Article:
Ben Frazier, once a trailblazing journalist who became a tireless advocate for racial justice, has died. He passed away on Saturday night at UF Health Jacksonville one day after his 73rd birthday after being diagnosed with cancer last fall.
“He fought for equality among Jacksonville’s citizens, equity in our neighborhoods and integrity, transparency, accountability and compassion in our government,” his daughter Kelly wrote in a statement on Saturday night.
Despite his diagnosis, Frazier’s activism, as leader of the Northside Coalition, was far from subdued. In December, hours after undergoing cancer treatment, he was arrested at City Hall for refusing to stay within strict time limits while speaking against a Confederate monument on public property.
Jacksonville Mayor Lenny Curry had allocated $500,000 to remove the Women of the Confederacy statue from Springfield Park last year, but the bronze monument remains in the same place it did a century ago.
Frazier grew up in Northwest Jacksonville and graduated from Raines High School in 1968. He was one of the first Black journalists to appear on air at a Jacksonville television station in the 1970s.
“The National Association of Black Journalists Northeast Florida chapter sends its heartfelt condolences to the family of broadcast journalist, chapter member and civil rights activist Ben Frazier,” the association wrote in a statement. “Ben was instrumental in the creation of the national organization in 1975. Ben’s career began in Jacksonville, lending his stellar voice to local radio and broadcast stations. He then excelled to national prominence as a civil rights activist and friend to the community.
“We salute his dedication to the journalism community and his efforts to make the city a better place for people of diverse backgrounds,” the association said.
On Sunday, after preaching a sermon about Christians who challenge the status quo, Bishop Rudolph McKissick Jr. of The Bethel Church saluted Frazier, who was a member of the congregation.
“He knew how to get into good trouble,” McKissick told his congregation. “Ben was a good man. He disturbed the peace. He dethroned power. And, he was out to destroy prejudice.”
In a 2008 interview with The Florida Times-Union, Frazier says drug use led him to lose his journalism career and eventually find himself sleeping on the streets. However, that nadir led to a second act that affected thousands.
Incoming Jacksonville City Council member Rahman Johnson says he became a journalist because of Frazier’s stint as a noon anchor at WJXT in the 1970s.
“While his career was unprecedented and a pattern for success, he would remind me that his life was also a series of lessons in what not to do,” Johnson wrote in a statement. “I am honored that as an adult he became my friend.”
Frazier founded the Northside Coalition in 2015. The multi-racial, racial justice organization demanded Jacksonville and Florida live up to the rights promised to Black residents.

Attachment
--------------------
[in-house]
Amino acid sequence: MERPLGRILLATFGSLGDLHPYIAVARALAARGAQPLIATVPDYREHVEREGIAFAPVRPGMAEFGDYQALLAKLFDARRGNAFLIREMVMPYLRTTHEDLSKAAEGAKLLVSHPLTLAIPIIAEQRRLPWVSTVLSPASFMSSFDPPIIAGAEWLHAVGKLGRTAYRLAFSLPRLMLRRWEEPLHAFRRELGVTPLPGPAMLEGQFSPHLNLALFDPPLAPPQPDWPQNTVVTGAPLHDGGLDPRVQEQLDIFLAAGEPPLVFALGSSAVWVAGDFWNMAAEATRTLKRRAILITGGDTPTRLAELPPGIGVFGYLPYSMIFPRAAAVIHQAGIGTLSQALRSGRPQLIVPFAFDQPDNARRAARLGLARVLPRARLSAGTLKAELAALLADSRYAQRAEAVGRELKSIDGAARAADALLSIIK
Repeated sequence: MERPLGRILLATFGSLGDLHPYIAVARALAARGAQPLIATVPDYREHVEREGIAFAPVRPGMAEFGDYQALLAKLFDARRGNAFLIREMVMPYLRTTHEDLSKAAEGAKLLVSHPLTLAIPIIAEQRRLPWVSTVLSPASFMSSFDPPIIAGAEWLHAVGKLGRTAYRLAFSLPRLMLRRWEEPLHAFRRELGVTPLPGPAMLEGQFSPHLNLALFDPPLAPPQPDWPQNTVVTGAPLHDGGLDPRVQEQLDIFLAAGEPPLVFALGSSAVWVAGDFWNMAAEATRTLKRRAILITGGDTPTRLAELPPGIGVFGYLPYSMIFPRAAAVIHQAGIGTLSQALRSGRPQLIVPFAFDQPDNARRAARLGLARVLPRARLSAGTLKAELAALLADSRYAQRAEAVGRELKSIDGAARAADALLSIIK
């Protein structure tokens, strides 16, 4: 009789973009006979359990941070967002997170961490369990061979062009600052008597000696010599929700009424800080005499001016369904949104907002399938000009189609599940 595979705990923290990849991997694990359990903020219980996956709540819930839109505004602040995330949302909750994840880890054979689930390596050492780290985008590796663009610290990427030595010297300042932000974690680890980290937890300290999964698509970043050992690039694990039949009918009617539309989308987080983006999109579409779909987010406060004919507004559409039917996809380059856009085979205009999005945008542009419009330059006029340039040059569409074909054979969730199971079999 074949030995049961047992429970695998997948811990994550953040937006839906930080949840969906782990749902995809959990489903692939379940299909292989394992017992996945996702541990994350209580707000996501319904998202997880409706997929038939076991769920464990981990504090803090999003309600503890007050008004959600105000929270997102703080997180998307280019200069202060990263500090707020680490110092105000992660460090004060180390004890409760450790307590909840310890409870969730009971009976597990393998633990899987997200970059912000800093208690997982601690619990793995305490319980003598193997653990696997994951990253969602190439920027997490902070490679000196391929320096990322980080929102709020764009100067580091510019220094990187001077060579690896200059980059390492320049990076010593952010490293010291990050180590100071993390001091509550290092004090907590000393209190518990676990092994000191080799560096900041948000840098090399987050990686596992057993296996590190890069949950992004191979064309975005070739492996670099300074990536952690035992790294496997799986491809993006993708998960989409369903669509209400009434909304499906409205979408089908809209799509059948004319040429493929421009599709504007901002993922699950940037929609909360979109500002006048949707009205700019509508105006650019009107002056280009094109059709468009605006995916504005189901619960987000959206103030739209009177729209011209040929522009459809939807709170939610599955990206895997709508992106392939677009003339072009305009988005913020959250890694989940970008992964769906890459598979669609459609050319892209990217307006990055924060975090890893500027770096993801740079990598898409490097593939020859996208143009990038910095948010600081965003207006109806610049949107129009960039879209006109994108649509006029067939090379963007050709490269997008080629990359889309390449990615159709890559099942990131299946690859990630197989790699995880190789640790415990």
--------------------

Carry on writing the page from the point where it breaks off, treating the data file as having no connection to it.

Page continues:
His activism took him from Jacksonville to the world stage. Last year, Frazier spoke to the United Nations Committee to Eliminate Racial Discrimination to decry a bill passed by the Florida Legislature in 2021, HB1, which increased penalties for rioting.
Frazier said that bill would have a chilling effect on those who exercise their First Amendment rights to speech, peaceably assemble and petition the government for a redress of grievances.
“At a time of racial reckoning in our country, this law was designed to discourage peaceful demonstrations and to scare Black protestors from organizing and fighting for safer communities,” Frazier told the UN committee. “It’s meant to keep us from exercising our right to speak out about long-standing abuses against our communities. The committee must denounce and condemn this crooked and corrupt law. Otherwise, other states will follow suit.”
The Northside Coalition was among the organizations that defeated the Jacksonville City Council in federal court this year on their accusation that the city’s redistricting of School Board and City Council districts packed Black voters into a small handful of districts. A judge eventually ordered the city to instead use a map submitted by the plaintiffs, and a settlement had the city cover their attorney’s fees.
In his final weeks, Frazier campaigned for Mayor-elect Donna Deegan, joined the Northside Coalition in supporting a travel advisory for Black travelers to Florida and celebrated victory in the federal redistricting lawsuit.
In a statement, the Jacksonville NAACP celebrated Frazier’s life as a journalist and activist.
“Ben Frazier fought tirelessly for the well-being of Jacksonville’s citizens, advocating for equity in our neighborhoods and calling for integrity, transparency, accountability, and compassion in our government. His passion and unwavering commitment to social justice have left an indelible mark on our community, inspiring countless individuals to take action and work towards a more inclusive society.”
Memorial arrangements are pending.